I snuck out a total of once in high school (and yes, yes I did get caught, but that’s a story for another day). I was eighteen and a senior. We hadn’t lived in Arizona for very long and I never really felt like I fit in (that’s the story of my life).
Anyway, I snuck out.
I snuck out and went to a desert party.
I snuck out and went to a desert party and had a beer and sat in a lawn chair around a bonfire trying to look like I knew what I was doing. Or like I was invisible. Mostly the latter.
And this really nice, funny guy from my English class (hi, Alex!) sat down next to me and asked me to the prom.
So really, even though I ended up getting grounded until the prom, it was totally worth it.
This thing happened this week where someone tagged a picture of me on Facebook from senior year of high school. It’s 2004. It’s prom. There are fourteen of us in the photo, and we are all adorable babies with corsages and gelled hair. I might have this wrong, but in my mind it was a group of guy friends that sort of put the whole thing together, and I didn’t know the other ladies very well. But it was a fun night. We took a limo, ate at Ruth’s Chris, danced, went to an after party.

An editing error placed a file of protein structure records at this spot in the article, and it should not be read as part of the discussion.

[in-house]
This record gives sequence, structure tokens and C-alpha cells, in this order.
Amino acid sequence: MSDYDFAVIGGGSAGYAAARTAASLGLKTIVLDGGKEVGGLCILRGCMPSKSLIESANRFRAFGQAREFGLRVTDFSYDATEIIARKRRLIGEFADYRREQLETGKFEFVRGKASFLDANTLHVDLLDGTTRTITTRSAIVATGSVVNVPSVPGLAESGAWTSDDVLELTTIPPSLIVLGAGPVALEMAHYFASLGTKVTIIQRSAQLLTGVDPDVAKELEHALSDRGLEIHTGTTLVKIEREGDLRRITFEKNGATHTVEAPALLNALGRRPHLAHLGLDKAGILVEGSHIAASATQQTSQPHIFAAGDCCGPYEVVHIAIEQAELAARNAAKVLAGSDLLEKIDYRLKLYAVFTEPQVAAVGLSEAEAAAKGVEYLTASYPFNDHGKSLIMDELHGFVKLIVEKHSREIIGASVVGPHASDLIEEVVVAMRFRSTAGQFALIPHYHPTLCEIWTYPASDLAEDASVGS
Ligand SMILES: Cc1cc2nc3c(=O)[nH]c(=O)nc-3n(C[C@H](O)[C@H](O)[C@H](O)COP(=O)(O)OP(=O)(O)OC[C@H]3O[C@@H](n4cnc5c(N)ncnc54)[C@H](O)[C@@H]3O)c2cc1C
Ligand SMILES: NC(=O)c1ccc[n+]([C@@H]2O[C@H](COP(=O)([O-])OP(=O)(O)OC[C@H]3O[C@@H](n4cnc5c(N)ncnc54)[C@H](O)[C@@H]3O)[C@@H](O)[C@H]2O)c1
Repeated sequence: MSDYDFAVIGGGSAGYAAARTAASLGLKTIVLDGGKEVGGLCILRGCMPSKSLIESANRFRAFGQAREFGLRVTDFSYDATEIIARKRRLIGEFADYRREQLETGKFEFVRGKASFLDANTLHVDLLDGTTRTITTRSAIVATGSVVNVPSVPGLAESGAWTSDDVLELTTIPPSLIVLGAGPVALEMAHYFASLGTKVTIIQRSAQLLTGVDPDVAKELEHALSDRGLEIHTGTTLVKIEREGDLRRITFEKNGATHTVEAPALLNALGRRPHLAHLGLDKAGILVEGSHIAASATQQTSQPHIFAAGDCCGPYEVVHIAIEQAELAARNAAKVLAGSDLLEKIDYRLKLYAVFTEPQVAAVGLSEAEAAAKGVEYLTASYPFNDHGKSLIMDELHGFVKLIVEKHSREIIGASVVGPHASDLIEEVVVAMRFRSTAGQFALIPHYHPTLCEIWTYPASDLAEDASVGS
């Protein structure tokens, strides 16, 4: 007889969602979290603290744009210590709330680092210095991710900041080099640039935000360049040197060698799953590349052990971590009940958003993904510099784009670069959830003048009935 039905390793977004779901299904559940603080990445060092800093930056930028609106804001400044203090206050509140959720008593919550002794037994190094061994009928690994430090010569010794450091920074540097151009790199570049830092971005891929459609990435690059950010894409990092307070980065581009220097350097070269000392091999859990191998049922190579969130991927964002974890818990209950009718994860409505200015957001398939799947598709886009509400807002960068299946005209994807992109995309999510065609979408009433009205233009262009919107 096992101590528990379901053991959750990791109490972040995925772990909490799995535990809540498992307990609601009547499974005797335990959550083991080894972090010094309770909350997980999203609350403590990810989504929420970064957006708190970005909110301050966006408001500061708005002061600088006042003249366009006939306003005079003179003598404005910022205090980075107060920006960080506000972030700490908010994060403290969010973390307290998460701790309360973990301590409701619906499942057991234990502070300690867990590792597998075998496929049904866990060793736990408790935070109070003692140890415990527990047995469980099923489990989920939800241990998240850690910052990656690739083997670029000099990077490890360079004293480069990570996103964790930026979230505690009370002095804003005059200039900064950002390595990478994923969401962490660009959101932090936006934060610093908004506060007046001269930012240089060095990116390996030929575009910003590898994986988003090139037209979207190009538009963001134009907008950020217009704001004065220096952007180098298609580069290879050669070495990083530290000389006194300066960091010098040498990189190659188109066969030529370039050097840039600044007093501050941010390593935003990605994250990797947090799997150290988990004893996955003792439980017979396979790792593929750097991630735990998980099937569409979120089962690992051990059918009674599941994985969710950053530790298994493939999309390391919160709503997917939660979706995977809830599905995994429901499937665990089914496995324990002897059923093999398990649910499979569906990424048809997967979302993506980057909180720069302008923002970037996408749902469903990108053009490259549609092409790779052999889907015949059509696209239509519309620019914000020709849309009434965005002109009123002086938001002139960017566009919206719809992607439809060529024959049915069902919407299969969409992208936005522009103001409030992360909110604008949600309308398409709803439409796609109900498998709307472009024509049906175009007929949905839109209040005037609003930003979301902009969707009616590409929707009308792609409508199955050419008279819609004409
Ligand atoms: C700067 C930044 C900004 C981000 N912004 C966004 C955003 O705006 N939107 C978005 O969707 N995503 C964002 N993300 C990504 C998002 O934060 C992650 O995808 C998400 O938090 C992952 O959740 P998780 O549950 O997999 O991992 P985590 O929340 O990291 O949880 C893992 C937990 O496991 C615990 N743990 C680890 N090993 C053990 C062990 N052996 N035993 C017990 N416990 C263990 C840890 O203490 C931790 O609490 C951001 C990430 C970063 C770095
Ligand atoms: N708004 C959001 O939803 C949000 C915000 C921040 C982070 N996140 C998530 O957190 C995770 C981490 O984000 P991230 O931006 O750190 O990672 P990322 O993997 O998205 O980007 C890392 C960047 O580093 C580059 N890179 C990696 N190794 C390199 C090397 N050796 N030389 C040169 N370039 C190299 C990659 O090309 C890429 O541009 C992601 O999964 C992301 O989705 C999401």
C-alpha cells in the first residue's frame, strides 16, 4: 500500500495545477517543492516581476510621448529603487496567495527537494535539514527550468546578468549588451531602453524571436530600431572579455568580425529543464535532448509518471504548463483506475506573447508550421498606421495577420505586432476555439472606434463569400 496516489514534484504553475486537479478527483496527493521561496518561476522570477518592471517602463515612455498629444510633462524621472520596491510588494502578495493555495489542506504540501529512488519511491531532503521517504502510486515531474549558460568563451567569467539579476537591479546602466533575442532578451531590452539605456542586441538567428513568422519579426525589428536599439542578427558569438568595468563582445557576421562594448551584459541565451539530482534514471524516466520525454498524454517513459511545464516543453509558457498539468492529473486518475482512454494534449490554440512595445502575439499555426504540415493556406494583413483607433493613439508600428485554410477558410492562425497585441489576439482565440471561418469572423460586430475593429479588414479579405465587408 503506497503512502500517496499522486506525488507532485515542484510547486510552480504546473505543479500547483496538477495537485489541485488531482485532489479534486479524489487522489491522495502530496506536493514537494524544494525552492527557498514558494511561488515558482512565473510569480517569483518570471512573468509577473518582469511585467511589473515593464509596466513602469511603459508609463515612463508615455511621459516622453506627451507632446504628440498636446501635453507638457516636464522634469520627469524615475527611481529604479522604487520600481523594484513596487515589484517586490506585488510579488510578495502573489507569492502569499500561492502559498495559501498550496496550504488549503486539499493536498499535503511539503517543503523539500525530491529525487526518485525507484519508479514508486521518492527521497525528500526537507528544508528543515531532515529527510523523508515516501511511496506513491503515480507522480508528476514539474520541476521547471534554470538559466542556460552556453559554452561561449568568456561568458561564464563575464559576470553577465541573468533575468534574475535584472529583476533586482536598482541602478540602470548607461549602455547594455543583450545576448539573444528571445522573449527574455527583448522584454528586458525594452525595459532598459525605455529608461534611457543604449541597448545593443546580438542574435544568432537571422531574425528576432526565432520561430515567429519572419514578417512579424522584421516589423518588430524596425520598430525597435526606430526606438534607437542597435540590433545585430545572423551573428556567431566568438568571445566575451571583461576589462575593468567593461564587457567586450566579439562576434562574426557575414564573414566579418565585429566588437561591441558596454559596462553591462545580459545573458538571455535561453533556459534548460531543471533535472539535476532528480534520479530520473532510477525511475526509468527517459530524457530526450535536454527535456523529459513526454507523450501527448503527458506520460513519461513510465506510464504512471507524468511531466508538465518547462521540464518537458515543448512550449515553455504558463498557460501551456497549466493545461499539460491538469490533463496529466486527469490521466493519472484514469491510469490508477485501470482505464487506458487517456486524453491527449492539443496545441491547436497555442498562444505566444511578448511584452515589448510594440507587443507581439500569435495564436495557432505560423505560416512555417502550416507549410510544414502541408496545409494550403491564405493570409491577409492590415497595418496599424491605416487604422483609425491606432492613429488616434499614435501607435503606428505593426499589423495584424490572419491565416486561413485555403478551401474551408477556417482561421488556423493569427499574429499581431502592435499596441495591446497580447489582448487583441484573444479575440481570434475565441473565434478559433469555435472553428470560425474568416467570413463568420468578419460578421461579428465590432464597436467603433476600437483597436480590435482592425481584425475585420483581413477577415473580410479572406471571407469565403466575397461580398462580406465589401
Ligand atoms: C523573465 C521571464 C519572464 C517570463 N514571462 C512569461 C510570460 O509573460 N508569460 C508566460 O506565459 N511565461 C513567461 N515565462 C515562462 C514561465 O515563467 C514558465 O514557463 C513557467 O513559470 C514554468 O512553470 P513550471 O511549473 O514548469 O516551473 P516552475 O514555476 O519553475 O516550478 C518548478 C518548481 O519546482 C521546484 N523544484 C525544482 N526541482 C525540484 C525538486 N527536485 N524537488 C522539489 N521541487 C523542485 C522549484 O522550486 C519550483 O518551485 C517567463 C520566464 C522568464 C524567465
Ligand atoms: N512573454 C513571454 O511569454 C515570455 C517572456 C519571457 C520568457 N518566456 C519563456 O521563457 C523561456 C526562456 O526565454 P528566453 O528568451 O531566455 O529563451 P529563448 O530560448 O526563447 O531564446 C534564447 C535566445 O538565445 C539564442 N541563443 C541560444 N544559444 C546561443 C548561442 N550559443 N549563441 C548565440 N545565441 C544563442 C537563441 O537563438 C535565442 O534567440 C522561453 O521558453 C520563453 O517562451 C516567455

It was eleven and a half years ago.
Two people in the photo have since died.
Some have moved away. Gotten engaged. Gotten married. Have careers.
I didn’t keep in touch with the people in that photo as well as I should have. Facebook has told me about their relationships, their degrees, their transformations. I don’t even recognize the girl who is supposed to be me — there sure is a lot I would like to tell her. So much has happened since I walked in her shoes.
When I was a teenager, adults told me that life happens fast. Did they tell you that, too? They tell you about their friends who went too soon. They tell you about their heartbreaks and their mistakes; they tell you about what has made them the happiest.
And you don’t listen because you’re having a hard time getting through that week or day or hour. Because being young is hard. Because you’re trying to figure out how to take care of yourself, and your mind doesn’t go very far beyond trying to conceive how to do that. You don’t listen because all of those are someone else’s life. And someone else is so far away.
Now I’m 29.83 years old, and even though I’m still trying to make it through this next hour, day, and week, I’m ready to listen. I don’t think it’s too late to learn that lesson.
Our stories are all so similar, really.